"You are incorrect, actually — the scientific evidence doesn't support global warming," Cruz told Inskeep. "For the last 18 years ... the satellites that actually measure the [Earth's] temperature showed no significant warming whatsoever. ... Climate change is the perfect pseudoscientific theory for a big government politician who wants more power [because] it is a theory that can never be disproven."
Yeah. OK. You probably should've told the UN that, Ted.
The Great Facebook Copyright Hoax
This one is less of a conspiracy and more of a “my friends can’t stop passing around false information” thing. Still, it warrants a place on this year’s list. In mid-September, Facebook users started noticing a viral post that allegedly kept Facebook from stealing photos and information from personal profiles. "I declare that my rights are attached to all my personal data drawings, paintings, photos, video, texts etc. published on my profile and my page," read one portion of the statement, which many users encouraged one another to copy and paste onto their own feeds.
Here's the rub: The whole thing was made up. For obvious reasons, simply posting a statement to your Facebook wall did absolutely nothing to protect your privacy — sort of the same way that posting a sign outside your apartment door that reads "I declare that you shouldn't steal my bike" will do nothing to stop a bike thief from, you know, taking your bike.
"There is a rumor circulating that Facebook is making a change related to ownership of users' information or the content they post to the site," the company later clarified in a statement. "This is false. Anyone who uses Facebook owns and controls the content and information they post, as stated in our terms."
The Notorious Red Cup Debacle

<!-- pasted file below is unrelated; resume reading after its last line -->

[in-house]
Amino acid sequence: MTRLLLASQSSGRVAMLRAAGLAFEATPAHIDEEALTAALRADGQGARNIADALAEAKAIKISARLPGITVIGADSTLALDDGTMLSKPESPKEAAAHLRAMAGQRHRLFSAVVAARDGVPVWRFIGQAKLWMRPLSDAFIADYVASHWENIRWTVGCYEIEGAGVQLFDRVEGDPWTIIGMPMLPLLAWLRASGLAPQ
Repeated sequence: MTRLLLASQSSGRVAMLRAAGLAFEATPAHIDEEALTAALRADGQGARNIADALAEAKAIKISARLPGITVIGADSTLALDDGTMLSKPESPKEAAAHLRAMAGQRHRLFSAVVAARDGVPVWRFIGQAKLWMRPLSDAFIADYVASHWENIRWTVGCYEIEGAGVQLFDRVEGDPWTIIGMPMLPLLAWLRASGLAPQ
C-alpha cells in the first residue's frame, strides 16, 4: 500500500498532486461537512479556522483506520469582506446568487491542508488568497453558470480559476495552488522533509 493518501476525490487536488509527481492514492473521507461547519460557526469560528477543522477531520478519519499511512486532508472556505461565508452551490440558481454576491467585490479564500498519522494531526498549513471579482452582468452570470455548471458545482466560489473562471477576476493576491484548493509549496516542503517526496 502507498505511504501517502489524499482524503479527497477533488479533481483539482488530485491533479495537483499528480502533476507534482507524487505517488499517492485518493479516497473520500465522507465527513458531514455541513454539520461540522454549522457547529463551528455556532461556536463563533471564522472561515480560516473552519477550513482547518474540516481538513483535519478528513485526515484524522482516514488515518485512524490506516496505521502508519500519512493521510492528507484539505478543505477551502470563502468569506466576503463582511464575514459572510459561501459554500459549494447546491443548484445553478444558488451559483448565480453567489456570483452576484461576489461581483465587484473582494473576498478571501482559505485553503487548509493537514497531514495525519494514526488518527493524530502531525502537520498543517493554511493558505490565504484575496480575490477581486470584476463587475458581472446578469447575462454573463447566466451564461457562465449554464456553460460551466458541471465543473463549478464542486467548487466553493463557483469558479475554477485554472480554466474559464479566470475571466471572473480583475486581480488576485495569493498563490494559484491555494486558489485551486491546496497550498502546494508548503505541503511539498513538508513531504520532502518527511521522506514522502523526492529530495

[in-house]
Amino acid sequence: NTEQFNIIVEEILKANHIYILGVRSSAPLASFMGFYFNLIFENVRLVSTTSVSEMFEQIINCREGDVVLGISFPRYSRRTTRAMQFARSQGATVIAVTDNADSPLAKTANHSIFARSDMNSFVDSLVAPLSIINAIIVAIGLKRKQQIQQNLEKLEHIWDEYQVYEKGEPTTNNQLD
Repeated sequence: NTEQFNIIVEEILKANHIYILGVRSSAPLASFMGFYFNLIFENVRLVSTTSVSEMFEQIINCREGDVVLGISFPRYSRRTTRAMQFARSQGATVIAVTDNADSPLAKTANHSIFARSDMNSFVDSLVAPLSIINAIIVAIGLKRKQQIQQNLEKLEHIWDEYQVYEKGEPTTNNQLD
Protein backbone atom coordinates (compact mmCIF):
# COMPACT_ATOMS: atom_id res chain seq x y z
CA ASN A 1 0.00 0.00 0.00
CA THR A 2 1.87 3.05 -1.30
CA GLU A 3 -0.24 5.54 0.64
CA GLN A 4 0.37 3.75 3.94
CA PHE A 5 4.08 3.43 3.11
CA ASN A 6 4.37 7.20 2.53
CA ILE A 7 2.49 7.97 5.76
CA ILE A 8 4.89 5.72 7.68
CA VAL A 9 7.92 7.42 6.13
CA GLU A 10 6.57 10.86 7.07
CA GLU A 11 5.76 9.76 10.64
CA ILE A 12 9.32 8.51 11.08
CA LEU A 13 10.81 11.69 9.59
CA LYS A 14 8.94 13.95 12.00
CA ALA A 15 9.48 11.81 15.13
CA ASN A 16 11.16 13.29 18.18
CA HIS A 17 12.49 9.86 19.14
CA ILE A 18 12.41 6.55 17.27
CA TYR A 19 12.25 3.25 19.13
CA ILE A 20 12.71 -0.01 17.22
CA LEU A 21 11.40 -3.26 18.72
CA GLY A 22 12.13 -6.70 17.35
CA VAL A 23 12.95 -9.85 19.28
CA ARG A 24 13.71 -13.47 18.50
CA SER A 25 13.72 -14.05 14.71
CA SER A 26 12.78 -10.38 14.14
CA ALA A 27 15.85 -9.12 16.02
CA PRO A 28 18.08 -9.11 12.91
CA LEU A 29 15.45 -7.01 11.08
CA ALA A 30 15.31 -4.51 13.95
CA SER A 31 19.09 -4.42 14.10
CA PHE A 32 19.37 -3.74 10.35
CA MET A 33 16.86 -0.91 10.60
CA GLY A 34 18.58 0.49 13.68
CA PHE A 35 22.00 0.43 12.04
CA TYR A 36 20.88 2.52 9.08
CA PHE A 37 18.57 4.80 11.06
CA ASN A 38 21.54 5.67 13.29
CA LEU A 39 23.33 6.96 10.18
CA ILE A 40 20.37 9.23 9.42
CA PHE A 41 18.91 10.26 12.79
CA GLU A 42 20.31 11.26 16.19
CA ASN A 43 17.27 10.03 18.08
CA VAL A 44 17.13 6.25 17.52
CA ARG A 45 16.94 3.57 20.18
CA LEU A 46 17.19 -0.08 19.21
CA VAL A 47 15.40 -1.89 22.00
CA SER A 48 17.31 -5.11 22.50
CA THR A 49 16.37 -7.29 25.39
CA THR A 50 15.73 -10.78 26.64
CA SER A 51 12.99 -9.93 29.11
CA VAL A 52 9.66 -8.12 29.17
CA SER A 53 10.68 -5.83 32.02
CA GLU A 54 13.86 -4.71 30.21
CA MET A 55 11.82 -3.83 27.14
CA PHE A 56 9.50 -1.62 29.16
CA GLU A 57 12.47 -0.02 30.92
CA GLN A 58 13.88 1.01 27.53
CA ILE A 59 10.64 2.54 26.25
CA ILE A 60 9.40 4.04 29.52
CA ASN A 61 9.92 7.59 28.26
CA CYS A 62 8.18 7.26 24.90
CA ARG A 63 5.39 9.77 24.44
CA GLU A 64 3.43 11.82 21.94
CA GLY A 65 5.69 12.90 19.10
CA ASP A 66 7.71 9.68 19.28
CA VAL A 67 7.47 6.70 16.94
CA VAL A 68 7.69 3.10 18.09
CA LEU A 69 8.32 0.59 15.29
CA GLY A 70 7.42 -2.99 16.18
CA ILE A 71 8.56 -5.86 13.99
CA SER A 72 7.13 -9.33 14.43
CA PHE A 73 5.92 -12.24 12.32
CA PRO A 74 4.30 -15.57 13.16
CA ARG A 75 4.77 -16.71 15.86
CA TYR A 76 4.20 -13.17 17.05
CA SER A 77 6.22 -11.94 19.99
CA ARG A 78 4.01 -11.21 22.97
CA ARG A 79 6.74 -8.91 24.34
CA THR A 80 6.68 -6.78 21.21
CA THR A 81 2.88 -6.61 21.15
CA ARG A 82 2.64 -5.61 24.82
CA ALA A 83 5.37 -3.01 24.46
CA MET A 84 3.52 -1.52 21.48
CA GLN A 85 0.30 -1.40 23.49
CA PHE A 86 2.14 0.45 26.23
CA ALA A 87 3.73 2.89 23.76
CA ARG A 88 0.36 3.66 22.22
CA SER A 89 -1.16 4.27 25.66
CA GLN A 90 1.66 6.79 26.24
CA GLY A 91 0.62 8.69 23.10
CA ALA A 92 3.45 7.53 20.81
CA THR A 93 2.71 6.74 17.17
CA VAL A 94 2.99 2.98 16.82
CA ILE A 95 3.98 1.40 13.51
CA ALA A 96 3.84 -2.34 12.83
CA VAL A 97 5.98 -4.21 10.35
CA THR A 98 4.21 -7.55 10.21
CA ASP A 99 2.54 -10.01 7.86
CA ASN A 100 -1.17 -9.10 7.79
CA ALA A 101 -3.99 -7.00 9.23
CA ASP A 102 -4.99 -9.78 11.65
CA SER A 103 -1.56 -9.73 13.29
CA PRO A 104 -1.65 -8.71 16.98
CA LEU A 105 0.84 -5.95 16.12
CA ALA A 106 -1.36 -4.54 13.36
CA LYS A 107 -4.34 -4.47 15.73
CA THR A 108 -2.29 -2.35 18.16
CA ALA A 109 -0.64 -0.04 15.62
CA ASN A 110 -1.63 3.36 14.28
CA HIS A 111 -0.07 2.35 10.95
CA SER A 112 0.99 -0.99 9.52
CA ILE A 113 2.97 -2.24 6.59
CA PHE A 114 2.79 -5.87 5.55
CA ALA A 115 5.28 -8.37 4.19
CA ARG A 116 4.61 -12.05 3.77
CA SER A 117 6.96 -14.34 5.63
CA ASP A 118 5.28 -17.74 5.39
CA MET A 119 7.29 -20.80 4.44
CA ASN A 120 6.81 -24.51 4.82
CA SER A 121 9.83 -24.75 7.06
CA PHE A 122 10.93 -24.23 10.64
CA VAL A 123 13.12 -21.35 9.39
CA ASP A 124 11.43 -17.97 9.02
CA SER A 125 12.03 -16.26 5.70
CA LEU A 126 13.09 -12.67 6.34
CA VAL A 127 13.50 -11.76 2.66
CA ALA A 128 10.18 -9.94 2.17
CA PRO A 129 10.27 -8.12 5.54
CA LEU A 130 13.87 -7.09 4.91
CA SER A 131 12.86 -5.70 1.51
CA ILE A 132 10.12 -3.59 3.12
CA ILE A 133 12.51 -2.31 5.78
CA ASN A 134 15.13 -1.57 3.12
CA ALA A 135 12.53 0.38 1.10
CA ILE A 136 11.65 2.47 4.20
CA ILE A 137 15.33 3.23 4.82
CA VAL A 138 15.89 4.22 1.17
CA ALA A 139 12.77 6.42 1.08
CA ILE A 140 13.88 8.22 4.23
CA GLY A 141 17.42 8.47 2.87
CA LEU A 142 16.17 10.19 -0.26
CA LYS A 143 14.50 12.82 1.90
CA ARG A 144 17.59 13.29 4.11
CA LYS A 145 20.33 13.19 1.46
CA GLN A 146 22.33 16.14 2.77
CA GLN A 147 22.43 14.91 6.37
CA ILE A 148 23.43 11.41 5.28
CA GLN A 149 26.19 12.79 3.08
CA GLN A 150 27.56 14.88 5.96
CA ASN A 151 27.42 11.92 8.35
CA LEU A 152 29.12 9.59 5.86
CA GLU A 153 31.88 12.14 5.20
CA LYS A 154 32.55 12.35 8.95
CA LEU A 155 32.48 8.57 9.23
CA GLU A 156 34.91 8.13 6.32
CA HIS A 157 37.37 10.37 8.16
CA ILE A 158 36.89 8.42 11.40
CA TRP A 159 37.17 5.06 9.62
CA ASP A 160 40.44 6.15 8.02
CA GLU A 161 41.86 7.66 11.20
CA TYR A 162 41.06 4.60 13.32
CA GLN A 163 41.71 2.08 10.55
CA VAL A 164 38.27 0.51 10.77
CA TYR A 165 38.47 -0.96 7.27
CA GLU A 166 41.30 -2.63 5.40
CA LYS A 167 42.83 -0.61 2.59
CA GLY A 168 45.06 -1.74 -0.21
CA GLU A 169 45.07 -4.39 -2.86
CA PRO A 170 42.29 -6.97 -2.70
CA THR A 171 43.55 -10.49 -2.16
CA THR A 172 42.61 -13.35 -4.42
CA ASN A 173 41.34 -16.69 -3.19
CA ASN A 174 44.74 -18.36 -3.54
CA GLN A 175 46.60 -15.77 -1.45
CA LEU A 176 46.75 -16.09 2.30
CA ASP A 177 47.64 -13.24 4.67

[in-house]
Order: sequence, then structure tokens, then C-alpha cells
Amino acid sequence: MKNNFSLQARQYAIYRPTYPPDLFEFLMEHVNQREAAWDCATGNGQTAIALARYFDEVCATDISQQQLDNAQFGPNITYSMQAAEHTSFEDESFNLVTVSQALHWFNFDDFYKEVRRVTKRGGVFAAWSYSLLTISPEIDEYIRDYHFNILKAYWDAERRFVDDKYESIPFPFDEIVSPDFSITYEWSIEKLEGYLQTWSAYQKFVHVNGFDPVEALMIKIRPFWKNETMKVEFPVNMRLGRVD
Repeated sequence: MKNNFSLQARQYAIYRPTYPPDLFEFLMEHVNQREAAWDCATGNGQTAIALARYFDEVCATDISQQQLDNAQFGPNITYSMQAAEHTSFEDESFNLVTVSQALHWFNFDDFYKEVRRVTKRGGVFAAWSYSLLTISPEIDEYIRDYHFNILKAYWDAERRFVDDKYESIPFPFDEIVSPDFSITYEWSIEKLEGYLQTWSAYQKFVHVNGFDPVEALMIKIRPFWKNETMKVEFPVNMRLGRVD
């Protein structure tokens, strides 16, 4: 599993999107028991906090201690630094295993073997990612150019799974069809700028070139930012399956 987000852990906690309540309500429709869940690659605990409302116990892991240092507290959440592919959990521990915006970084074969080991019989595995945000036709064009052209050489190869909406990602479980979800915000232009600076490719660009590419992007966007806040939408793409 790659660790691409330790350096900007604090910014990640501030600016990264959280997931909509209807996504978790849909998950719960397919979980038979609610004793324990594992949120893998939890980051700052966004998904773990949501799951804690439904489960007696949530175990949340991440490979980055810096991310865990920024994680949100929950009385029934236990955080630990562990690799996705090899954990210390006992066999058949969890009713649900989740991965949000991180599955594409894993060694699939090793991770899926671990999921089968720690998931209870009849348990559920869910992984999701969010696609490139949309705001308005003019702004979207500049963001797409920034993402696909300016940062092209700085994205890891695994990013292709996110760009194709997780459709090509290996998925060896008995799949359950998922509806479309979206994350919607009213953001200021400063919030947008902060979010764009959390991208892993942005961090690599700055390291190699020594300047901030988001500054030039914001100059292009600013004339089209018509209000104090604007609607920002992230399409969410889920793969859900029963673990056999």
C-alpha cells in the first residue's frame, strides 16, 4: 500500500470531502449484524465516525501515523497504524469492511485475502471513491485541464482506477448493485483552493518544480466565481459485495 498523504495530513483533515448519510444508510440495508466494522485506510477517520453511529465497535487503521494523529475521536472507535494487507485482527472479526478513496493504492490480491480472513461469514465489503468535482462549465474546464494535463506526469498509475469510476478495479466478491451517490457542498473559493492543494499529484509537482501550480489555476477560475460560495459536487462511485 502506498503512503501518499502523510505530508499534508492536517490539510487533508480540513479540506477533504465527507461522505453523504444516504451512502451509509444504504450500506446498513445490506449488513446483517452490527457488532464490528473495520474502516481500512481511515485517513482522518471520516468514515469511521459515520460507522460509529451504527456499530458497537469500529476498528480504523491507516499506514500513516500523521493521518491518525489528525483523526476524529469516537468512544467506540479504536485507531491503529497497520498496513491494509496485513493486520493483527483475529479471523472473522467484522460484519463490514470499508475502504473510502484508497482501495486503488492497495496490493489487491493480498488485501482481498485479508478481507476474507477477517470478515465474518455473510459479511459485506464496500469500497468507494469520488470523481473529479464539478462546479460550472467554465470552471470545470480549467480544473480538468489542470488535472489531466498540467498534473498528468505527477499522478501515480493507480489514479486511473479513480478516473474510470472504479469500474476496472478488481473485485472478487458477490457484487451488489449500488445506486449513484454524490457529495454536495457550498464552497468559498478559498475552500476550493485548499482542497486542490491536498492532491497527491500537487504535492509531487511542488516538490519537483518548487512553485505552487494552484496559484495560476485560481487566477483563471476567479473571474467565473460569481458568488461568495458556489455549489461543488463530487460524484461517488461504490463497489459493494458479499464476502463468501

Ah yes. The conspiracy to beat all conspiracies, Starbucks' notorious red holiday cup. When the coffee chain first debuted its holiday design back in early November — a cheery red that faded to a subtly darker shade at the bottom — the ensuing uproar was really more of an isolated Internet groan-fest than a real conspiracy, with some outlandishly suggesting that the design was anti-Christmas. It wasn't until the news started catching fire on social media that the theories began rolling in.
Donald Trump indirectly suggest that the design was somehow a deliberate war on Christmas, explaining that if elected president, he would bring back the grand tradition of saying "Merry Christmas" rather than wishing one another happy holidays. "Maybe we should boycott Starbucks," he added during a campaign stop in Illinois that week.
Even Bristol Palin threw her hat into the conspiracy ring, angrily suggesting that the media circus was a grand liberal-fueled attempt to make Christians everywhere look bad. "Do not buy in to the media hype surrounding this story!!" Palin wrote in her Patheos blog that month. "It is just another attempt by the LEFT to make Christians look stupid."
That's some heavy thinking there — especially considering that liberals probably have better things to do during the holiday season than concoct ways to make Bristol Palin angry.